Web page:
Monday, November 30, 2015

Freezing weather, shelters, and sex offenders; it's deja vu all over again

A month shy of a year ago, I posted a long and bitter post about the policy of at least one homeless shelter regarding sex offenders. That place, as part of its general policy, excluded anyone
on the sex offender registry from, literally, coming in from the cold.

Parts of California, it seems, are having uncharacteristically cold weather this year--and it isn't even winter yet. A shelter in Sacramento with the Biblically-referenced name of Loaves and Fishes has teamed up with area churches from late November to the beginning of next April with a program called Winter Sanctuary. This service offers a meal and a place to sleep out of the elements for the cities' homeless. It unquestionably is doing good work, needed work, and I read the article about it with equal amounts of increasing admiration for what they are doing and guilt for not doing more myself for those less fortunate.

And then, close to the bottom, there it was. After a short digression about the behavior of someone who was obviously suffering a mental or emotional problem was the statement, "The screening process is intended to weed out sex offenders or those who are intoxicated or agitated."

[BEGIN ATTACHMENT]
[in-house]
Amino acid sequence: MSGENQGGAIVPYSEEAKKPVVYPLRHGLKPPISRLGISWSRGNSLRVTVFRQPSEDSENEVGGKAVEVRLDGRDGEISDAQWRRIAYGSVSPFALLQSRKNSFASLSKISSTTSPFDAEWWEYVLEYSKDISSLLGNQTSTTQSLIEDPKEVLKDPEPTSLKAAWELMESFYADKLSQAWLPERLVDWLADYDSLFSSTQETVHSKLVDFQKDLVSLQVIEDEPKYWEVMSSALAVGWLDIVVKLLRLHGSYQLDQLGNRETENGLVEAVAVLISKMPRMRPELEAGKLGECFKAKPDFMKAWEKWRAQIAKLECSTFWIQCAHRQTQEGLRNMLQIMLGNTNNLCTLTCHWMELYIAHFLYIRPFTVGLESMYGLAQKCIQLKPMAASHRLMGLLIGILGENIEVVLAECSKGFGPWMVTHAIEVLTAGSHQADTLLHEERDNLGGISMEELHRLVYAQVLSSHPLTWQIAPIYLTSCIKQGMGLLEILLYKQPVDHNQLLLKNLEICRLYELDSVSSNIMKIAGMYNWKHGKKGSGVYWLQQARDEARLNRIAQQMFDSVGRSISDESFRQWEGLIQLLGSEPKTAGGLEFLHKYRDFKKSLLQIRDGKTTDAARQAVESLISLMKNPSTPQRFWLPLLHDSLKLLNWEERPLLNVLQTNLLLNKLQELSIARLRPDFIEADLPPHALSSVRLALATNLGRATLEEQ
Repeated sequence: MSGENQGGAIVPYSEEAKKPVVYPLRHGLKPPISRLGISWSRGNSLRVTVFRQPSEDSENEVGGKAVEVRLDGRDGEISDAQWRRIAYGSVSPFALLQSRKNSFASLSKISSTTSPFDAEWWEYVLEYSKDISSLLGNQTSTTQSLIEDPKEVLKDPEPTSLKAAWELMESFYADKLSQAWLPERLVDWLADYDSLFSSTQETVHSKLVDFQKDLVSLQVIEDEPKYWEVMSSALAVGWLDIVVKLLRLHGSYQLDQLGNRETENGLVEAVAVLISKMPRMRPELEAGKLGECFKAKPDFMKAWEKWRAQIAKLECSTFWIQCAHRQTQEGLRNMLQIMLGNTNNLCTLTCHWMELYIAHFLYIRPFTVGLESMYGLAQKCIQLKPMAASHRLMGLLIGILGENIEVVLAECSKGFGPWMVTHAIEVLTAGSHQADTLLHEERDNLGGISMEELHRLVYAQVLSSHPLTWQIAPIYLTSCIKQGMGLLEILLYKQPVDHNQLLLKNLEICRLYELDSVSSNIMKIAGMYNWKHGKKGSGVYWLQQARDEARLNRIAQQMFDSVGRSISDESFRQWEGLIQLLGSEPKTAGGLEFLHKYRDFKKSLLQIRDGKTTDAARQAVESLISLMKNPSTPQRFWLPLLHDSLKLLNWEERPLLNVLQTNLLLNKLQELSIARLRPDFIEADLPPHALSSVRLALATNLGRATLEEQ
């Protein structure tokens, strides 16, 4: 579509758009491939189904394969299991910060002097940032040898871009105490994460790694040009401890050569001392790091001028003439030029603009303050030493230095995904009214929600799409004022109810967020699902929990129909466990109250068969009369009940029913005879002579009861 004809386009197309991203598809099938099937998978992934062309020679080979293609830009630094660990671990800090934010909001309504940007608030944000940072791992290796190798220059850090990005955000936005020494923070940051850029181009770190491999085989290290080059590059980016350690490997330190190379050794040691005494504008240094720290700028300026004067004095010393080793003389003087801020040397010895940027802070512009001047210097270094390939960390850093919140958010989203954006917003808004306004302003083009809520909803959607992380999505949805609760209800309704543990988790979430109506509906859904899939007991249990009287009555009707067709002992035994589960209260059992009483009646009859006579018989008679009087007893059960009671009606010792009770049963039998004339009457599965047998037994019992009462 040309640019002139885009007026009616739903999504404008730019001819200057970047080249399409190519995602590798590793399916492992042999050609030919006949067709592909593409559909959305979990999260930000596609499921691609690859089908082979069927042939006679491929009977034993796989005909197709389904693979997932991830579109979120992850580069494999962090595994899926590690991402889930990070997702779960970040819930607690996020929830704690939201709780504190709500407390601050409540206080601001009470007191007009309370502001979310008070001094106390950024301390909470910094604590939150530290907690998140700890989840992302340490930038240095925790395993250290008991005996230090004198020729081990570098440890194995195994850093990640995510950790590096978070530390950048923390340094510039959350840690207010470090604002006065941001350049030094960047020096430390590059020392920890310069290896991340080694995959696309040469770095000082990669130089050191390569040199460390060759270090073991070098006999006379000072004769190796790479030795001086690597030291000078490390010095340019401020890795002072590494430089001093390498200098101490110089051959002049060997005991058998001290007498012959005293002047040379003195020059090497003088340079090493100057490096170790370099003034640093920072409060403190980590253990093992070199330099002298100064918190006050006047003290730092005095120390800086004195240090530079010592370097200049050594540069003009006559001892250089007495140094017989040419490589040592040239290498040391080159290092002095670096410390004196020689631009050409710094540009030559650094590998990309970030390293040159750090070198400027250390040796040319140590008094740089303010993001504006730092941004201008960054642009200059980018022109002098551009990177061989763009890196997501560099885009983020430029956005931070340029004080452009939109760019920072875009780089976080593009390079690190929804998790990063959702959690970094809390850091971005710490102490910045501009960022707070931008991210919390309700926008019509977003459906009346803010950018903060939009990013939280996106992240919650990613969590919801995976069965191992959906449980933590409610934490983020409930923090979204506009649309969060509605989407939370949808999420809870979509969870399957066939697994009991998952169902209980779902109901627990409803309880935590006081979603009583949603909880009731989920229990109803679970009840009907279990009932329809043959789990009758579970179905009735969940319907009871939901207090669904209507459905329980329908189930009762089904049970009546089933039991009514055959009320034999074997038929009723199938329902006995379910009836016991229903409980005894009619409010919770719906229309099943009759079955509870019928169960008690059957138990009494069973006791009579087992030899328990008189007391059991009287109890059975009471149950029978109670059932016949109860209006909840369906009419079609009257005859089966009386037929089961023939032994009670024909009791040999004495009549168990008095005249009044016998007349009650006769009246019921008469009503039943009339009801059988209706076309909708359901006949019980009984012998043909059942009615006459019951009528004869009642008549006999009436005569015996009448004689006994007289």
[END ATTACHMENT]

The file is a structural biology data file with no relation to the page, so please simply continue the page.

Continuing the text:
Weed out sex offenders. Does this mean those who are actively offending as they are applying for admission to the shelter? Could it be that someone on the screening committee had personal knowledge that certain individuals had just committed sexual offenses and intended to do so again?

Of course not. It means that part of the screening process involves running each applicant's name against the public sex offender registry, that unwieldy and unreliable list containing the names of people who broke the law--or in come cases were falsely accused of doing so--by committing an offense ranging somewhere on the scale between a stupid misdemeanor to a serious felony, some of them with a single offense committed over twenty years ago.

There is no murderers' registry to check and exclude the murderers. There is no drug dealers' registry to consult in order to keep out those who might sell illegal drugs to other shelter-seekers. There is no thieves' registry to enable the exclusion of those who might steal the meager possessions of other residents. Those who are drinkers are only excluded if they are drunk at the time of admission, and those who tend toward agitation must be visibly agitated at the time to be turned away.

But someone on the registry? All that is needed here to turn these men and women into the freezing cold is their names on a list, a list that no more tells anyone who they are now than their eye color predicts how tall they will grow.

If this discrimination were done on the basis of race or ethnicity, gender or sexual preference, religious preference--or lack of--, political persuasion, handicap or deformity, or any of the myriad other characteristics that set us apart from each other, all it would take would be a phone call to the local newspaper to have the place swarming with media and civil rights advocates and specialized lobby groups, and the shelter and the churches and everyone involved would be knocking each other down to get to the microphone to apologize.